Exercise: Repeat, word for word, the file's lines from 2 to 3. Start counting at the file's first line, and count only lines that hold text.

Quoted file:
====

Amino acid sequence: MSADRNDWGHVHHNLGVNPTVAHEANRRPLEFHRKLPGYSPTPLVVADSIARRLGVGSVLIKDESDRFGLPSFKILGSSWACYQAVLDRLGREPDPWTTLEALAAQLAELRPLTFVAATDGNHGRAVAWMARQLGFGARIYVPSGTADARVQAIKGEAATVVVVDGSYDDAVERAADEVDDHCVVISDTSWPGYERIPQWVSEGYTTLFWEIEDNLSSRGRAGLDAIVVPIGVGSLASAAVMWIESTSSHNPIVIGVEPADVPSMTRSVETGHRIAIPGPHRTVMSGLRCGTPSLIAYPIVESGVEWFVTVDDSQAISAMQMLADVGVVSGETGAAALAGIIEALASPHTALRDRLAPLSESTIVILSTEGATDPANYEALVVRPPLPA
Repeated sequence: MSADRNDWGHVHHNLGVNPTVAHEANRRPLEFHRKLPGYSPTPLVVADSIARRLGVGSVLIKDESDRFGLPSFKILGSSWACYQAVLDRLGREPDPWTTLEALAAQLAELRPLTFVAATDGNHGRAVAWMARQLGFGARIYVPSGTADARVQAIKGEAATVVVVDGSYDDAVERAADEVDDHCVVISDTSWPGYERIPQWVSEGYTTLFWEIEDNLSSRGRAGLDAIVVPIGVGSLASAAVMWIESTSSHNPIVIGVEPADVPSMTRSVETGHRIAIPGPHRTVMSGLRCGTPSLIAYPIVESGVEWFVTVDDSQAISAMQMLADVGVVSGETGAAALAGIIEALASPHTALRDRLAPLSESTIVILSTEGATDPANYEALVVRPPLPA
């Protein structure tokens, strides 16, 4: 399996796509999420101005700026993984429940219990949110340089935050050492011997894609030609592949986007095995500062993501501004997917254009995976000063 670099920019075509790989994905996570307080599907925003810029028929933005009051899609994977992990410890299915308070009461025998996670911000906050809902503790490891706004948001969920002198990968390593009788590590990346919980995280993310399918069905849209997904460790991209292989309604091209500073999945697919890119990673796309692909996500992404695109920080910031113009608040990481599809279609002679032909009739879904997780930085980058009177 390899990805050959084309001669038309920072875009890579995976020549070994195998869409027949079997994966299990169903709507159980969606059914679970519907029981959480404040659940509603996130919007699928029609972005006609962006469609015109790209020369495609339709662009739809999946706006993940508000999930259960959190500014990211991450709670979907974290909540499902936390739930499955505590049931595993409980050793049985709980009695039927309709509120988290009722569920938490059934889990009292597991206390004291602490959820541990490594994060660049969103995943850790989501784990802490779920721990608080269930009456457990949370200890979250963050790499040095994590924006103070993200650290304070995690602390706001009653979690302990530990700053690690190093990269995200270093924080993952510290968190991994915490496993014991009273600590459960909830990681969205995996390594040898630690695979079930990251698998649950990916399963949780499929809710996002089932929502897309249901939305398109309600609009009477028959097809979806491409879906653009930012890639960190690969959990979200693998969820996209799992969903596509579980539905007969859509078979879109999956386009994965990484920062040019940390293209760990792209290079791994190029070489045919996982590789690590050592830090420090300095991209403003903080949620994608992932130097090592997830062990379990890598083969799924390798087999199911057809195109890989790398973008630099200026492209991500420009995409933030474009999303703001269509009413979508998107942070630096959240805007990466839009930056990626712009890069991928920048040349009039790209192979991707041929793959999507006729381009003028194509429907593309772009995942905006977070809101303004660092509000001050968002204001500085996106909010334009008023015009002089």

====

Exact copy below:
Repeated sequence: MSADRNDWGHVHHNLGVNPTVAHEANRRPLEFHRKLPGYSPTPLVVADSIARRLGVGSVLIKDESDRFGLPSFKILGSSWACYQAVLDRLGREPDPWTTLEALAAQLAELRPLTFVAATDGNHGRAVAWMARQLGFGARIYVPSGTADARVQAIKGEAATVVVVDGSYDDAVERAADEVDDHCVVISDTSWPGYERIPQWVSEGYTTLFWEIEDNLSSRGRAGLDAIVVPIGVGSLASAAVMWIESTSSHNPIVIGVEPADVPSMTRSVETGHRIAIPGPHRTVMSGLRCGTPSLIAYPIVESGVEWFVTVDDSQAISAMQMLADVGVVSGETGAAALAGIIEALASPHTALRDRLAPLSESTIVILSTEGATDPANYEALVVRPPLPA
């Protein structure tokens, strides 16, 4: 399996796509999420101005700026993984429940219990949110340089935050050492011997894609030609592949986007095995500062993501501004997917254009995976000063 670099920019075509790989994905996570307080599907925003810029028929933005009051899609994977992990410890299915308070009461025998996670911000906050809902503790490891706004948001969920002198990968390593009788590590990346919980995280993310399918069905849209997904460790991209292989309604091209500073999945697919890119990673796309692909996500992404695109920080910031113009608040990481599809279609002679032909009739879904997780930085980058009177 390899990805050959084309001669038309920072875009890579995976020549070994195998869409027949079997994966299990169903709507159980969606059914679970519907029981959480404040659940509603996130919007699928029609972005006609962006469609015109790209020369495609339709662009739809999946706006993940508000999930259960959190500014990211991450709670979907974290909540499902936390739930499955505590049931595993409980050793049985709980009695039927309709509120988290009722569920938490059934889990009292597991206390004291602490959820541990490594994060660049969103995943850790989501784990802490779920721990608080269930009456457990949370200890979250963050790499040095994590924006103070993200650290304070995690602390706001009653979690302990530990700053690690190093990269995200270093924080993952510290968190991994915490496993014991009273600590459960909830990681969205995996390594040898630690695979079930990251698998649950990916399963949780499929809710996002089932929502897309249901939305398109309600609009009477028959097809979806491409879906653009930012890639960190690969959990979200693998969820996209799992969903596509579980539905007969859509078979879109999956386009994965990484920062040019940390293209760990792209290079791994190029070489045919996982590789690590050592830090420090300095991209403003903080949620994608992932130097090592997830062990379990890598083969799924390798087999199911057809195109890989790398973008630099200026492209991500420009995409933030474009999303703001269509009413979508998107942070630096959240805007990466839009930056990626712009890069991928920048040349009039790209192979991707041929793959999507006729381009003028194509429907593309772009995942905006977070809101303004660092509000001050968002204001500085996106909010334009008023015009002089």